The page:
Many friends and acquaintances keep telling me, "Peter.... nobody wants to build anything any more! Look at all the kit manufacturers that have gone out of business. No doubt a lot radio collectors would like to have working mechanical TV for display, but no one wants to take the trouble to build one."

I don't accept that.Color pix, Edna YanczerI have letters and pictures from many people who have built or are building cameras and/or receivers based on information available in my book. Judging from the pictures I've seen, I'd say that many of them are either mechanics, machinists, electricians, carpenters, technicians or engineers. I happen to know that there are also a couple of doctors out there working on these things. Construction methods do vary quite a bit. Some use mostly wood in their assembly and others tend to use more metal and plastics. It depends on what you can get your hands on and what you are used to working with. Most builders prefer to buy the electronics rather than build. But the thread that ties all of these people together is the enthusiasm their letters exude when describing their projects and the results they have achieved.

Going toNeed parts? Besides myself as a source.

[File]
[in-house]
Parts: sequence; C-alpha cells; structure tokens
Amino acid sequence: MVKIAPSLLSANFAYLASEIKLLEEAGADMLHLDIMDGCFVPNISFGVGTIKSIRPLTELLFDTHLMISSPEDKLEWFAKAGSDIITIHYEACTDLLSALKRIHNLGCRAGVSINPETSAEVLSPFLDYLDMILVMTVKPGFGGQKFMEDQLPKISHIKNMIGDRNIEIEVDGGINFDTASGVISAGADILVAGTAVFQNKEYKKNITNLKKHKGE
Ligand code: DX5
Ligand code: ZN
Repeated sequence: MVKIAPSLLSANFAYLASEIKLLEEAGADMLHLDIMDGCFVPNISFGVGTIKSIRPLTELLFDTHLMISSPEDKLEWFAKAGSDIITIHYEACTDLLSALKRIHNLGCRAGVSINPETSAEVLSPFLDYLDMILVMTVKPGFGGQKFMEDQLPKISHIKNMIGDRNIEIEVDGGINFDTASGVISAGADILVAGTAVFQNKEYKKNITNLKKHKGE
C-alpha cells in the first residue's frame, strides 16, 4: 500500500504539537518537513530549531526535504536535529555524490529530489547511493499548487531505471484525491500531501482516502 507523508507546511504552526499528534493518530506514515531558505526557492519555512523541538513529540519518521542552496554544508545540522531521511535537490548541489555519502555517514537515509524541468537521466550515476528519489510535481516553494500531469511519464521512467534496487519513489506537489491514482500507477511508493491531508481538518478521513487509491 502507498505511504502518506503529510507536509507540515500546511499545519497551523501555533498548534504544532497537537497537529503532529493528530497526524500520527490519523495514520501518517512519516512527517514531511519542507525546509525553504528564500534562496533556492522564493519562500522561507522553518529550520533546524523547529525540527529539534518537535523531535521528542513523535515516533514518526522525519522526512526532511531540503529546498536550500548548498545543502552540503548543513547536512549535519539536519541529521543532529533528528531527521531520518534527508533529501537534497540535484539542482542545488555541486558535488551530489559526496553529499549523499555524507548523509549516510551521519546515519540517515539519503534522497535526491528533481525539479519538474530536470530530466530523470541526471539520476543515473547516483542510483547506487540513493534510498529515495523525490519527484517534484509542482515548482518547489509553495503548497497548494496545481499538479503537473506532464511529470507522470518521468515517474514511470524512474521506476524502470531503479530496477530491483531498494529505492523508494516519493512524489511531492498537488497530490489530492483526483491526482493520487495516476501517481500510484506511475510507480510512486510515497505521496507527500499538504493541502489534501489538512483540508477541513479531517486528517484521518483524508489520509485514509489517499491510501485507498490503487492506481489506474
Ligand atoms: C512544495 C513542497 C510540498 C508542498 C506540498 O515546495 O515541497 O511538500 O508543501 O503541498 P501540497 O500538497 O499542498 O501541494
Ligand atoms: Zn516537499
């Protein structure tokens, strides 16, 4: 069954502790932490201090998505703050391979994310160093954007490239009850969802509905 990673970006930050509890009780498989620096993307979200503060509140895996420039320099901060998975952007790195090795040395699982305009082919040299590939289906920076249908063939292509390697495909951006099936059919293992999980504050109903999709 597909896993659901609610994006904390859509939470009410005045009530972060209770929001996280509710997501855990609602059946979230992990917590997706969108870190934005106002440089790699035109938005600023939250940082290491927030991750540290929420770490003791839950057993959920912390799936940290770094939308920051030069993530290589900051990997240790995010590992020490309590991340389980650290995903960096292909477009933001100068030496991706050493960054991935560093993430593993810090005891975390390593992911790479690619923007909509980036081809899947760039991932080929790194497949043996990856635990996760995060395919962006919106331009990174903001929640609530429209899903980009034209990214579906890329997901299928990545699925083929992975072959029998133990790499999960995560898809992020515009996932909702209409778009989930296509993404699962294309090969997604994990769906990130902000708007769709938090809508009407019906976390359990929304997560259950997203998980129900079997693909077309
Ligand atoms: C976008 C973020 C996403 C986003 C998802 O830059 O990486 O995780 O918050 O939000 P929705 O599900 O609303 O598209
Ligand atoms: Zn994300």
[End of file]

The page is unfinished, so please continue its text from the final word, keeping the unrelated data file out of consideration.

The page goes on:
Like most projects, the most difficult thing is getting started... This is especially true if the project appears to be totally different from the things you've been doing up to now. But once you get involed, you will learn as you go. Later you will be doing things that you might not have attempted earlier. The more you become involved, the better you understand the system and the better you're able to make the equipment perform. This kind of project is suitable for anyone from age 9 to 90 and if you do get stuck, I or others will help you.

The Narrow band Television Association (NBTVA) is dedicated to television experimenters. They offer many parts and supplies at very low prices. They also send out an interesting quarterly news bulletin to all paid up members, that gives them first hand information that dovetails with ongoing NBTV activities. I've been a member a long time , and I strongly suggest that you join up too. It costs very little and I can't say enough nice things about this group. Contact them through their web site. Click on the link above.

Peter F. Yanczer

Note: The photos on this page is just a small sample of those taken with my own mechanical television equipment, through the years.